March 21 (UPI) -- Scientists believe wild animals, including cats, wolves and pigs, became more promiscuous as their population densities increased near human settlements. And according to researchers at the University of Liverpool, this shift in reproductive behavior paved the way for domestication.
"As population density increased, males encountered mating opportunities more frequently, and the benefits of pursuing these likely outweighed the costs of attempting to defend exclusive access to females," biologist Paula Stockley said in a news release. "Polyandrous mating therefore often increased with high population density."
Among males, an increase in promiscuity provided a boost in sperm production and quality, while females benefited from improved fitness and by avoiding the consequences of unwanted advances.
Stockley and her colleagues hypothesized that such a boost in sperm quality and genetic health would have allowed more promiscuous lineages to crowd out their wild counterparts.
"It follows that if early domestic females mated with multiple males, both wild and domestic, the more abundant and higher quality sperm of the early domestic male would out-compete the sperm of wild males," Liverpool archaeologist Ardern Hulme-Beaman said. "This could explain the reduction in transfer of genes between wild and increasingly domesticated populations."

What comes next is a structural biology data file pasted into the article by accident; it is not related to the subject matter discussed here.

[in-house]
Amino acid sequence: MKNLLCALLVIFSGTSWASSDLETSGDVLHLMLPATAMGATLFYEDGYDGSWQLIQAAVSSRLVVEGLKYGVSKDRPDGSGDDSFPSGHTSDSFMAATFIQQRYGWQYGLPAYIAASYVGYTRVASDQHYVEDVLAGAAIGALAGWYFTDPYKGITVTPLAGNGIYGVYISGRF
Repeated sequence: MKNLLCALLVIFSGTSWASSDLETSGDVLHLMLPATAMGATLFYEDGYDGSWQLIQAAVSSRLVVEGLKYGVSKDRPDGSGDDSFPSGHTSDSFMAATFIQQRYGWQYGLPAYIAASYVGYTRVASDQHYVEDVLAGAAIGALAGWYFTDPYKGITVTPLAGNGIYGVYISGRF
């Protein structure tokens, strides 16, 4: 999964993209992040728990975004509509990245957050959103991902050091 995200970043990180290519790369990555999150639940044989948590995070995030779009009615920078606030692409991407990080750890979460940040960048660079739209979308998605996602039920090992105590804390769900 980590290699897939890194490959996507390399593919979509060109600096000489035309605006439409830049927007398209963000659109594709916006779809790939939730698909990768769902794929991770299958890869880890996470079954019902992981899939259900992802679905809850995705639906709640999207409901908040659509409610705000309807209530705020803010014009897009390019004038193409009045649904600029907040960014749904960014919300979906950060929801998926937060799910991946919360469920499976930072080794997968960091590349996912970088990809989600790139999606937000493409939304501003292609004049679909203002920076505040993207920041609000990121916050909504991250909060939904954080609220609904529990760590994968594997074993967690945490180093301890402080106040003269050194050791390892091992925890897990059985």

In their new paper on the subject, published this week in the journal Biology Letters, scientists argue this shift in sexual patterns could explain changes in social behavior among animals living closer to human settlements.
While researchers acknowledge that habitat preference and selection by humans likely played dominant roles in driving animal domestication, additional investigation of shifts in mating behavior could improve scientists' understanding of the domestication process.